Mr. Nobel talks taxation, but fails from the start:
Other things equal, public investment is a much better way to provide economic stimulus than tax cuts, for two reasons. First, if the government spends money, that money is spent, helping support demand, whereas tax cuts may be largely saved. So public investment offers more bang for the buck. Second, public investment leaves something of value behind when the stimulus is over.
First, there’s not only nothing wrong with saving, despite Krugman’s apparent disdain for the concept. But you might also ask yourself why the average citizen would be willing to save when 1) interest rates are back at historical lows; 2) the stock market is running on fumes; and 3) they are sitting on piles of debt they need to pay down. Then ask why Krugman fails to mention that debt repaid is now a credit line re-accessible – you really don’t think people (or businesses) will shun pulling out their plastic again, do you?
Second, public investment leaves something else behind besides value “when the stimulus is over” – items the prize winner also omits – they are commonly referred to as 1) a pile of debt your children will be responsible for, and 2) massive legacy costs your children will be responsible for. Public projects need ongoing support (which rarely materializes – just ask Jimmy Carter or the Afghan Mujahideen of the ’80s) – pumping massive amounts of money into willy-nilly temporary job creators will have significant long-term repercussions. Of course, you need not worry about what might happen after the next election, or the next round of Nobel prize voting.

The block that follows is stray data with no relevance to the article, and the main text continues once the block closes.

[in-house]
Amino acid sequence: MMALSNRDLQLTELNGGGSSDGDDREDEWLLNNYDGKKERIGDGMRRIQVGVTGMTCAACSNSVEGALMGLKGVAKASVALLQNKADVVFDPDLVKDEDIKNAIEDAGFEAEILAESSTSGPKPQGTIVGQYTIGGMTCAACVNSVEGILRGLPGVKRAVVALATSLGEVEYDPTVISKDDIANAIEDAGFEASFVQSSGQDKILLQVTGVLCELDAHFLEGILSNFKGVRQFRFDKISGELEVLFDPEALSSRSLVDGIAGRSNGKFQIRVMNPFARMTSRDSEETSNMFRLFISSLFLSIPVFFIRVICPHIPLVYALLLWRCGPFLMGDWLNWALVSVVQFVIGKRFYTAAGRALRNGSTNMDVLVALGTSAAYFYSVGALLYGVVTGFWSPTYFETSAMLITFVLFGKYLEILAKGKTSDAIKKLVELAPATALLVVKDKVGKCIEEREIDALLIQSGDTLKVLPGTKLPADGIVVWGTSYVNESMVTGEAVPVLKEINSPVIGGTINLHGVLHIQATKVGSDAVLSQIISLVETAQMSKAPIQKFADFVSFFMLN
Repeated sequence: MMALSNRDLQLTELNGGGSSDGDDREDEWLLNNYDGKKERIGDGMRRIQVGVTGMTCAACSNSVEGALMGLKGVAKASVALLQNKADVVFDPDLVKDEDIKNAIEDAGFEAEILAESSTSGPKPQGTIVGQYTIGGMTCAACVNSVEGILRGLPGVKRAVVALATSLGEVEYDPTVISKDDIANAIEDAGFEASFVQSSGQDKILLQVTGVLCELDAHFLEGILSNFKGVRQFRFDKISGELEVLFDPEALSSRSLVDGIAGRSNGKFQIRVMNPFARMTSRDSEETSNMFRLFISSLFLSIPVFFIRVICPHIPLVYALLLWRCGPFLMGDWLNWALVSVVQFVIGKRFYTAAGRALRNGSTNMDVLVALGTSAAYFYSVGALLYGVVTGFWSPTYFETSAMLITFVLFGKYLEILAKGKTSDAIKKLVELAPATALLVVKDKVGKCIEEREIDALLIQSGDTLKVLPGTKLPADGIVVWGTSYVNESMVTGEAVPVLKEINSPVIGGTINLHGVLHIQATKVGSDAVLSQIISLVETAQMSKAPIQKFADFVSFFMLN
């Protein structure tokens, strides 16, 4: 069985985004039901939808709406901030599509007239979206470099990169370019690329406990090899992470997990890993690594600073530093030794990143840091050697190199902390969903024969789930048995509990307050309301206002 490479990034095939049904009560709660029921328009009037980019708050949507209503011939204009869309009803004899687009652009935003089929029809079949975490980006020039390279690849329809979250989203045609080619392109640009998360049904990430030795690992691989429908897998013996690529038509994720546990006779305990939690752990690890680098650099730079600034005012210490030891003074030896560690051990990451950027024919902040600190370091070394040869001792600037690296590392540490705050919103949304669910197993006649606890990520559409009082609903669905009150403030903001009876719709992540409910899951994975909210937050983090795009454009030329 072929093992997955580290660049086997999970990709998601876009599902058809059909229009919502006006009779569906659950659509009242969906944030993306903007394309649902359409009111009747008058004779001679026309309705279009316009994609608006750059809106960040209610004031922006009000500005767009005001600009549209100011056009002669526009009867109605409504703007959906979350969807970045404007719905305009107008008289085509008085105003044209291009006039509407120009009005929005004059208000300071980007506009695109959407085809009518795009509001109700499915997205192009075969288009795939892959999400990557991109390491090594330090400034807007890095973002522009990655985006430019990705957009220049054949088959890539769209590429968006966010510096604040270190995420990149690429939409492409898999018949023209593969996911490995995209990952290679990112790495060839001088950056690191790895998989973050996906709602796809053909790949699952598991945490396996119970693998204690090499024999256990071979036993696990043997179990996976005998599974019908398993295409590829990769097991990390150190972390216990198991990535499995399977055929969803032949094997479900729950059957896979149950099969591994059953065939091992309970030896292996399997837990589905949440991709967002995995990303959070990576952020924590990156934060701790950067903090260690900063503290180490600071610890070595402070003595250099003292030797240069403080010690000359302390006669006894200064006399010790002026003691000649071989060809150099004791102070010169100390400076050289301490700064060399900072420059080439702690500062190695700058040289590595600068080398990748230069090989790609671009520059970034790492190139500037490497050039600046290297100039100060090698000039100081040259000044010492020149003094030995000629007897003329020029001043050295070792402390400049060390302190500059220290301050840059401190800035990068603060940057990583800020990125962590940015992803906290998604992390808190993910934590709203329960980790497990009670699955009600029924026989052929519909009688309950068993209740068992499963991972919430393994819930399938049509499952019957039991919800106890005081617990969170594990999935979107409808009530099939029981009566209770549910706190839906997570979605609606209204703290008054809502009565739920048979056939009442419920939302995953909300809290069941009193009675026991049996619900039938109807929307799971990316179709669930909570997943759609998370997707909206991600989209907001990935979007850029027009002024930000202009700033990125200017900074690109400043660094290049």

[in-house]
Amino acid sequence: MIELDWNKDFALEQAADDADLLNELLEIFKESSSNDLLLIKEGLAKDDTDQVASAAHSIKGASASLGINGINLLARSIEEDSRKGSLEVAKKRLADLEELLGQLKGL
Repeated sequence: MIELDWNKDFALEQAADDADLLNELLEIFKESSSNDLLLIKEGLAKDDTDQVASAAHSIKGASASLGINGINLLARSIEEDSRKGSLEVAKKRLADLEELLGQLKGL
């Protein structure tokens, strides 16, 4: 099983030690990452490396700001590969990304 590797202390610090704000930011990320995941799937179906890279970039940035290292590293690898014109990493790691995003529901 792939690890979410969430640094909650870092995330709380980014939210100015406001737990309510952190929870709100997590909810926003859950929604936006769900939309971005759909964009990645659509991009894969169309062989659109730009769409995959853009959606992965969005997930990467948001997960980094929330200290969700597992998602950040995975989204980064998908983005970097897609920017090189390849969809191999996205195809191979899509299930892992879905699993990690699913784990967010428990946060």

I’m still trying to figure out what “other things equal” means, besides a weasiley way of saying “my medal affords me some magical interpretation of the situation you can’t possibly fathom.” I loathe the effort that may be required to succeed in that particular quest for enlightenment.
UPDATE: A more salient discussion on tax cuts as stimulus.